A blogger for Andrew Breitbart's truthsite valiantly spent part of his Memorial Day weekend reaching out to the guy suspected of putting an underwear-covered erect penis pic on Rep. Anthony Weiner (D-N.Y.)'s official Twitter account. The blogger got a response!

Over Twitter, BigGovernment.com contributor Lee Stranahan reached out to Dan Wolfe—aka @patriotusa76—and asked Wolfe if he was responsible for putting the salacious underwear picture on Weiner's Twitter stream or not. Wolfe, as we told you yesterday, was identified by a DailyKos user as the person who brought Weinergate to life. But Wolfe says he "had nothing at all to do with the picture being posted on the @RepWeiner account," adding in a follow-up tweet to Stranahan: "Feel free to ask any more questions. I'm open to investigation too. I didn't hack anything."

All right, then, case closed! Enjoy your holiday grilling, Mr. Wolfe. (And don't forget to add a little sugar to the potato salad.)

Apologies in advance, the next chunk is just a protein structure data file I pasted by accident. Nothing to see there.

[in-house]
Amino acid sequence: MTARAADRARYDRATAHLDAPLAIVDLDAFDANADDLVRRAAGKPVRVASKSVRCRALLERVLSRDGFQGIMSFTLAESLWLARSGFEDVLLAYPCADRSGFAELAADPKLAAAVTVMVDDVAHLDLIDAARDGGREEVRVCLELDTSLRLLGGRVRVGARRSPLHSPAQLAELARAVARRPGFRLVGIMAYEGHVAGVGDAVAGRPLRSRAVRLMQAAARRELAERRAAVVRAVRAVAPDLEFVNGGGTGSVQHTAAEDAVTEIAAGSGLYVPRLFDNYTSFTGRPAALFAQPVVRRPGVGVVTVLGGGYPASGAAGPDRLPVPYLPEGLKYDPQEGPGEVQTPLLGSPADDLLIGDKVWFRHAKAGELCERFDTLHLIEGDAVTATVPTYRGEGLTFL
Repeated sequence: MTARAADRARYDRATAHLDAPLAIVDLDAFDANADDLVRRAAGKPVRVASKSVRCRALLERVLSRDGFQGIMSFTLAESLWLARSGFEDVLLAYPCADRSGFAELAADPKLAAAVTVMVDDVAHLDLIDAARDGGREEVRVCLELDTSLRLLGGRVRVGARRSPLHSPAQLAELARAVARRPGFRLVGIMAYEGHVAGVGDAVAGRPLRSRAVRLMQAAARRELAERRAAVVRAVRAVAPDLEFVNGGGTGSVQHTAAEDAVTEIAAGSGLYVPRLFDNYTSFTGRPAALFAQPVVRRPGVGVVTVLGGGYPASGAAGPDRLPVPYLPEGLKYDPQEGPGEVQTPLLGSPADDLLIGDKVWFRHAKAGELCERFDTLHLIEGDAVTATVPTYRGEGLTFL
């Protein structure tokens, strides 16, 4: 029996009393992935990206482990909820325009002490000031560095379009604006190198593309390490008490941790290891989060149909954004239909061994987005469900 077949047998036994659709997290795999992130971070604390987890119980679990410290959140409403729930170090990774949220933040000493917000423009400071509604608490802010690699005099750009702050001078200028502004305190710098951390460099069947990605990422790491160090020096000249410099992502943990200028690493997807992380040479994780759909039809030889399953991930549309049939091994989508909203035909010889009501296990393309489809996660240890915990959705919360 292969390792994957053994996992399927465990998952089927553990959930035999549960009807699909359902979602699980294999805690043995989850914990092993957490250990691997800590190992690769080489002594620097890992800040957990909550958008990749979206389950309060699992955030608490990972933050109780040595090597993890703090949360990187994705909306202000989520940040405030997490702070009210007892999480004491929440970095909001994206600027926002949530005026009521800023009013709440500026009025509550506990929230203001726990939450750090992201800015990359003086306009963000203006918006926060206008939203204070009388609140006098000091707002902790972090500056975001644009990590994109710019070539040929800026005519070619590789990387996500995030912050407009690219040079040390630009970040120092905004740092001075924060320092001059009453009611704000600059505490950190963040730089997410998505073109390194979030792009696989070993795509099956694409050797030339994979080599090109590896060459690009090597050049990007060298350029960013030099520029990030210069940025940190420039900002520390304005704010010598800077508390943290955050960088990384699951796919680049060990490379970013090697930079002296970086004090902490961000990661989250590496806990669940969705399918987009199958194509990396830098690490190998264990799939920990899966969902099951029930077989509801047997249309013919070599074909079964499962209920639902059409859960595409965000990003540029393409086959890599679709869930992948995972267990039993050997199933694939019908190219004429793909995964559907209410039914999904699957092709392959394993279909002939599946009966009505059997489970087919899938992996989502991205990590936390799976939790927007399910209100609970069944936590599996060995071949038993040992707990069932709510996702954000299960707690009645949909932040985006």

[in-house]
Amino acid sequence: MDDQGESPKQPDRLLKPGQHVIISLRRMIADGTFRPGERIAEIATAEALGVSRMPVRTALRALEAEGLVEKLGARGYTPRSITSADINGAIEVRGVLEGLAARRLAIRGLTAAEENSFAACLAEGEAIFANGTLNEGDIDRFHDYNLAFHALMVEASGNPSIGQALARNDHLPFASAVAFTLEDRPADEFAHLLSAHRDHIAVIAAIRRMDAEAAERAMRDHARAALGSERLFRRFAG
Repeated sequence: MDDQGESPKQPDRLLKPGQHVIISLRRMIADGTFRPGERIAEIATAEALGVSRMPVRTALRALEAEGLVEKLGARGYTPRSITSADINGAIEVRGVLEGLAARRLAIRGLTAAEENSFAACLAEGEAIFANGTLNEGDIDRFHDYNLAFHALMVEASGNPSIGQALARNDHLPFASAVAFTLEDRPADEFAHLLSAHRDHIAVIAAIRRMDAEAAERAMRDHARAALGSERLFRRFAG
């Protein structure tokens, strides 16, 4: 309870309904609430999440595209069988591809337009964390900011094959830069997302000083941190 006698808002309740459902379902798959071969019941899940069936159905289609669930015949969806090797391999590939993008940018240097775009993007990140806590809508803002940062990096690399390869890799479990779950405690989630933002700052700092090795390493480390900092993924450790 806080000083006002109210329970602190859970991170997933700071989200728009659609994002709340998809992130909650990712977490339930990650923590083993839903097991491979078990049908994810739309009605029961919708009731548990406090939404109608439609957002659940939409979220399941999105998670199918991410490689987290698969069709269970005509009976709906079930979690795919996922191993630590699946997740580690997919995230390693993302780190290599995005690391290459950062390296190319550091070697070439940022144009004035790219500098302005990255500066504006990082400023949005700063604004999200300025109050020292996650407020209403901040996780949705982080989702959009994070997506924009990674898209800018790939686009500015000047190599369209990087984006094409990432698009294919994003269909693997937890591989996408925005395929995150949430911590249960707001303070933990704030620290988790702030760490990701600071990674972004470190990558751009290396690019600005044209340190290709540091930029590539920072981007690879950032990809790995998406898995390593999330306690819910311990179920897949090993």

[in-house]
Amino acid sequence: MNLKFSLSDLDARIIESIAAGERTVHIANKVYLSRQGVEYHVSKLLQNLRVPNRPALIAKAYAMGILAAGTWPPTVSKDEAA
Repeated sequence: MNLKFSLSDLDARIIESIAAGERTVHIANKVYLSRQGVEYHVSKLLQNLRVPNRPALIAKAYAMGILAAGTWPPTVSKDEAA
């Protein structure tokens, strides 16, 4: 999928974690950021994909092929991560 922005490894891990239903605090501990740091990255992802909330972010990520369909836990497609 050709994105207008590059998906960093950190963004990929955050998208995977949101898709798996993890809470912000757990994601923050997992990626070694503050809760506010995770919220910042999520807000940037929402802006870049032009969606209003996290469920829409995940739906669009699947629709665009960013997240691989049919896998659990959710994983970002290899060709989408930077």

While Wolfe denies any involvement in America's most pressing national security issue, Weiner and his people stuck to the "hacker" argument like barbecued ribs stick to ... our ribs? "He doesn't know the person named by the hacker, and we will be consulting on what steps to take next," says spokesman Dave Arnold about his boss—who reportedly spent yesterday being grilled, just like your favorite holiday treats. Weinergate affair "is intended to be a distraction, and we're not going to let it become one," Arnold adds.

If @patriotusa76 didn't hack, but somebody did hack, then this means that the Weiner-hacker is still out there, possibly preparing to strike again. What does this mean for your average taxpaying Joe Twitterer? "That an official account of a member of Congress can be hacked has even broader ramifications," writes BigGovernment blogger Dan Riehl. "Many taxpayers may not think it the laughing matter Rep. Anthony Weiner appeared to think it was, given his own reaction."

Even though he's part of Andrew Breitbart's family, Riehl's got a point about being careful with the Twitter. So from now on, we suggest keeping your own underwear pix off the Internet. Send them via U.S. mail—the postal service could use your business.

[BigGovernment, WSJ]